Over the last 12 months, we’ve seen some of the best, worst and most unusual that green architecture has to offer, from shipping container hotels to conference yurts. We’ve seen a host of exciting new ideas brought to the table – and here are a few that particularly won us over.
Bricks and mortar…on water?
It’s been hard to escape the Lilypad this year – thanks to a stunning design, jaw-dropping promotional images and an idea that seems way ahead of its time. A method of living on the two-thirds of our planet’s surface hitherto denied us – and doing so sustainably? Much more appetizing than growing gills, I’m sure we’re agreed.
Except – a nagging doubt. Look at the above picture. The word that springs to my mind isn’t “society” or “community” – it’s “elite”. Are sea-housing projects going to become something that local governments could afford to invest heavily in…or just a series of privately-financed, ultra-exclusive floating Dubais? If sea levels rise catastrophically, would the less wealthy be left stranded?
The Rise of the Truly Fab Prefab
Terraced houses. Entire streets that look exactly the same. Apartment blocks that look like a bureaucrat’s dream Lego set. And all because houses are built before they’re sold.
Let’s imagine something. Let’s say you buy the land first, then go shopping for a house to put on it. It’s a practice only just creeping into the mainstream housing market – and we couldn’t love it more (see here and here). Prefabs all look different, they’re custom built, and they’re testbeds for the cutting edge in new eco-friendly materials. I dream that one day, our children will buy their houses out of a catalogue.
Branching Out and Hanging Around
Tree hugger -“An environmentalist or one who believes trees and all living things should not be cut down or harmed.” In decades past, popularly equated with “nut”. But now, designers are waking up to the potential of living wood – whether it’s affixing human homes within the branches of trees, having trees growing (or “pleaching“) through houses or, most recently, the perfect tree hugger abode. We’re not going to see city-sized Lothloriens or streets looking like Patrick Dougherty sculptures anytime soon…but we’re thinking about it.
Scraping the Sky v2.0
It’s only recently in human history that we’ve starting building upwards on a skyscraping scale. Now these vast structures are becoming self-contained worlds, gathering energy, self-regulating and even growing their own food. So why do they have to be so boxy? They don’t. Take the Superstar (above): a model for a new kind of Chinatown.
Or the amazing pulled-spiderweb shape of the Crystal City, Moscow.
Or this Moon Shaped Skyscraper proposed for Baku, Azerbaijan.
On one level, genius at play – on another, mad as a hatstand. But the wider implication is that skyscraper designers are leaving behind the Giant’s Causeway urban template and borrowing a wider range of shapes from the natural world. More, please.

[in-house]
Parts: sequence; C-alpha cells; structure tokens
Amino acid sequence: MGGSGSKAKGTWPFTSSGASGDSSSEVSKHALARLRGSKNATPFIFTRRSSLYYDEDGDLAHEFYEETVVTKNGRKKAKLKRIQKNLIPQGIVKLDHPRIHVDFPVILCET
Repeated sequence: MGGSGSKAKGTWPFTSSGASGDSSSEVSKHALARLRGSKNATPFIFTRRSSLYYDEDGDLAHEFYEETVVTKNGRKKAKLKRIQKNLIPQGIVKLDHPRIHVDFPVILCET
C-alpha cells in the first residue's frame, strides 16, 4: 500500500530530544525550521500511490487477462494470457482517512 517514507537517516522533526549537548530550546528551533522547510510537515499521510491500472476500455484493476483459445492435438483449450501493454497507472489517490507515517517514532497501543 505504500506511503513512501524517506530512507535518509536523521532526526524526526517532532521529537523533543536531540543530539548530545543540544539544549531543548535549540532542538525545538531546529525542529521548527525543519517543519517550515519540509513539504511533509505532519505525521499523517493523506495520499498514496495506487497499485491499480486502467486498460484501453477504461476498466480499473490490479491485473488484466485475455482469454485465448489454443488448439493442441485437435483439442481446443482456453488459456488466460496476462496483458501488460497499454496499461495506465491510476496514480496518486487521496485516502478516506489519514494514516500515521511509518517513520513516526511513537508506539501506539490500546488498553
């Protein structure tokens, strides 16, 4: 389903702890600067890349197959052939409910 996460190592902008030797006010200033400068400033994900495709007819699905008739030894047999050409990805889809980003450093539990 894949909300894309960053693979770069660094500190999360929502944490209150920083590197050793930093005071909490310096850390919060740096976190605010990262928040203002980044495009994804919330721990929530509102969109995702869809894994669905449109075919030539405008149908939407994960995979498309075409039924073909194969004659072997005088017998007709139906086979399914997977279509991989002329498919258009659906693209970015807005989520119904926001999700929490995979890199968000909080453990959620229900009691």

Buildings That Earn Their Keep
Everything we do around the home expends energy (unless you’re as lazy as I am). We ingest food, it turns into chemical energy, we expend it in mechanical effort. And then, that energy is wasted, usually as heat (friction). Could we divert some of it into powering our homes?
The signs are good. Take the door of the Natuurcafé La Port in Driebergen in the Netherlands – similar to a project undertaken by Fluxxlab. Take the power-generating floors of the Tokyo railway station. It’s not otherworldly technology, although it’ll be years before we see domestic housing using such features as standard. We can’t wait.
Something Sustainable Afoot
Forget polyvinyl flooring – the kind you see poking out of landfills with depressing regularity. Forget synthetic carpets that only really tell you what they’re made of when you singe them, filling the air with a smell you’ll take to your grave. No – we’d rather see acres of cork and bamboo flooring lining the next generation of homes. Green, gorgeous, great potential.
Turfing your Turf
Covering the outside and inside of your house with grass might sound like the work of a deranged golfing fanatic – but it makes sense. Now we’re seeing the concept at work in the street, such as the above fashion store in Seoul, Korea.
Electricity as a Last Resort
As wonderful as the rise of alternate energy is, there’s something we like even more – a home that doesn’t need it. Take the role of sunpipes in casting natural light deep into our homes without the slightest sizzle of power – and how about us rethinking our need to set our homes ablaze in the evenings? Take passive housing. Will the dream house of tomorrow have a dream electricity bill?
Buildings That Make You Sweat
Here in the U.K., obesity has just been labeled “one of the greatest public health threats“. Part of the root cause is lack of exercise – and part of that is surely the rise in modern labor-saving devices. So we applaud designers like Bruce Fowle who want to turn buildings and cities into gentle gyms.
These are our favorites. What are yours? If you’ve found something relevant (or blogged about it), share the link in the comments.
Image credits: Vincent Callebaut Architectures, miniHome, Apartment Therapy, Inhabitat, MAD Ltd, Foster and Partners, Civil Engineering Portal, Globus, Ann Demeulemeester, seeks2dream and Dustin Diaz.